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Notice the following on the IEF (7-10 year Treasury) chart:
-- Prices have been in a clear downtrend since the end of last year
-- All the SMAs are moving lower
-- The shorter SMAs are below the longer SMAs
-- Prices have been using the 10 and 20 day SMA as upside resistance for the last two months
-- Price have rallied to two key Fibonacci levels and then fallen back
Then there is the fundamental picture:
Time and again the U.S. Treasurys market has escaped the correction many believe is inevitable for a market that is so buoyant, it could be mistaken for a bubble. This week, it may not be so fortunate.
Prices of government bonds started to fall Friday, ahead of the vote by the House of Representatives that approved the nearly $800 billion stimulus package. This decline could be the beginning of the capitulation the market has been bracing for since the administration of President Barack Obama took over, with promises of a recession-era boom in government spending.
No sooner had lawmakers reached a compromise on this spending program than yet another began to take shape, this time to help homeowners avoid default on their mortgages. Though the dimensions of this package are unclear -- details are expected Wednesday -- the bottom line is unequivocal. Each new rescue plan signals an expansion of government borrowing and more bonds flooding the market, which absorbed a record $67 billion last week.
It may seem a wonder that Treasurys prices have held up so well against this onslaught. Last week's auctions of three-year, 10-year and 30-year paper proved that investor demand for supposedly risk-free U.S. securities remains an easy match for the government's funding needs.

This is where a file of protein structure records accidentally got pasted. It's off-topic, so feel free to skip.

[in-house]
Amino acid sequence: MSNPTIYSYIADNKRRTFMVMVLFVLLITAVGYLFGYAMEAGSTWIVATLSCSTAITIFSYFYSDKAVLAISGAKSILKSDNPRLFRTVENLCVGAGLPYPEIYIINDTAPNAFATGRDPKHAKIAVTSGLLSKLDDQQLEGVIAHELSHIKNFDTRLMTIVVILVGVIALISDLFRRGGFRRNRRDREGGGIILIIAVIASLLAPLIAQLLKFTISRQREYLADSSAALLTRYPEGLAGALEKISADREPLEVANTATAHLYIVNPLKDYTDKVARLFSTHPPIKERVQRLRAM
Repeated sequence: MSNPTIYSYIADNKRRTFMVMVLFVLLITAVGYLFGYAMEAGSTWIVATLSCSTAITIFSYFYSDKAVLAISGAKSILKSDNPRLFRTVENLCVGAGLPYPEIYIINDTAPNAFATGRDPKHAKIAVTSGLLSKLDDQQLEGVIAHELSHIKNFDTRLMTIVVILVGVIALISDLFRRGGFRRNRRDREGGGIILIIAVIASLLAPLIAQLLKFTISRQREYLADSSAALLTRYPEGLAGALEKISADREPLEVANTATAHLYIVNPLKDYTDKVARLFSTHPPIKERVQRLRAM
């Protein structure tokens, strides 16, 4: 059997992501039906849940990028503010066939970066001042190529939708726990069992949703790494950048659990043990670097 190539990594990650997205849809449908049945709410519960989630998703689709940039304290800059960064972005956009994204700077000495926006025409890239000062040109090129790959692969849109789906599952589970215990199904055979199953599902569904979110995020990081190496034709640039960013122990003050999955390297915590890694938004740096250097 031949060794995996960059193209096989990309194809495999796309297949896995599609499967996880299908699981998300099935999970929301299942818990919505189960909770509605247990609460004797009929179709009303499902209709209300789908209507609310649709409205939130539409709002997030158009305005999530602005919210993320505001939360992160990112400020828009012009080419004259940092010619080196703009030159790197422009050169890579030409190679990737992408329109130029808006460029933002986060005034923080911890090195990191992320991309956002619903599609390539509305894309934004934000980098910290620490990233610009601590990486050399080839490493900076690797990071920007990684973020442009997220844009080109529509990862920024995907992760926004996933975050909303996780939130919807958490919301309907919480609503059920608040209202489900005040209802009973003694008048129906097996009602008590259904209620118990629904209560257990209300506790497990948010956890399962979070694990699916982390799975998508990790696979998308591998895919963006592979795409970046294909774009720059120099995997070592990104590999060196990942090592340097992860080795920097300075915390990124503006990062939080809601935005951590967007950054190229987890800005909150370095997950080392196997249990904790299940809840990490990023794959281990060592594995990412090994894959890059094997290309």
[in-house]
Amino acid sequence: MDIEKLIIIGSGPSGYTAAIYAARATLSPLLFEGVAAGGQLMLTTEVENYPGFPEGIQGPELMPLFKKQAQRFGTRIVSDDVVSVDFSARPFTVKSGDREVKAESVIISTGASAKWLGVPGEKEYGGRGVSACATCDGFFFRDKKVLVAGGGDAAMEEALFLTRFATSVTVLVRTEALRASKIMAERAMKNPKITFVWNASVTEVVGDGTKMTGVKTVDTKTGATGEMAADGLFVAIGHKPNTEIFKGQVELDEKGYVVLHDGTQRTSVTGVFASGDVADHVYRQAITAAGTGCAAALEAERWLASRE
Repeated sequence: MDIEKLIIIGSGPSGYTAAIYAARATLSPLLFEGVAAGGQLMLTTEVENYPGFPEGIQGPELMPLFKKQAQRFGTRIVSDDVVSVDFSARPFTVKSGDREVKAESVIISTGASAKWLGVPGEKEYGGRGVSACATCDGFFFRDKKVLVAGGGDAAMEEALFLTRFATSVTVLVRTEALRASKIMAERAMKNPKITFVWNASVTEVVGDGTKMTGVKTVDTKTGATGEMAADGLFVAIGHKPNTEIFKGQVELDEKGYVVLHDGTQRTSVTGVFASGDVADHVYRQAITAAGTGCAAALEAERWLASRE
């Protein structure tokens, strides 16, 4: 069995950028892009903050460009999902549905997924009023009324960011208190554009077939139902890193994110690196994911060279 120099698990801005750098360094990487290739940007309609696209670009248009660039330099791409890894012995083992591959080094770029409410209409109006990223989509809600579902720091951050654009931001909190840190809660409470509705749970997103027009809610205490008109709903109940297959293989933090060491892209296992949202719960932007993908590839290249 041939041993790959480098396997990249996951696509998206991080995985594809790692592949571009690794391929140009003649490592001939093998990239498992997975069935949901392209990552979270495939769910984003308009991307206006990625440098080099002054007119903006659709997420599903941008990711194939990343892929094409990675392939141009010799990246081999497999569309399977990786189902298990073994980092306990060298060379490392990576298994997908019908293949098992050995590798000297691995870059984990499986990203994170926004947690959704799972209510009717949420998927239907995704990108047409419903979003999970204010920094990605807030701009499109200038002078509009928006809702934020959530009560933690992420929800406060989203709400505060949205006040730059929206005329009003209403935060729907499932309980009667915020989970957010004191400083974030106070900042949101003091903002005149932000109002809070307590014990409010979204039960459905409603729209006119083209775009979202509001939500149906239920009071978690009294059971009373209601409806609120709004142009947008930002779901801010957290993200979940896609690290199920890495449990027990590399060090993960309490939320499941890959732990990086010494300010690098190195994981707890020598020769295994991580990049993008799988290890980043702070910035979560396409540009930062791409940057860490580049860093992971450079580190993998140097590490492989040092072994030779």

Particularly surprising for some was the frank display of foreign investor appetite. Indirect bids, widely cited as a measure of offshore demand, were well above average for each, ranging from 34% for the 30-year to almost 45% for the short bond.
Those expecting a reversal of bond prices had reckoned without the financial markets' harsh verdict on the latest program to aid banks. Treasury Secretary Timothy Geithner's Financial Stability Plan was too short on detail to convince investors that a recovery for the sector is at hand. Sharp declines on stock indexes contributed to the rush to safer positions in Treasurys.
Friday's trade wiped out those gains in the 30-year bond, which was sold in large volumes by mortgage originators as part of energetic hedging activity ahead of the three-day Presidents Day weekend.
There is a ton of supply coming to market right now.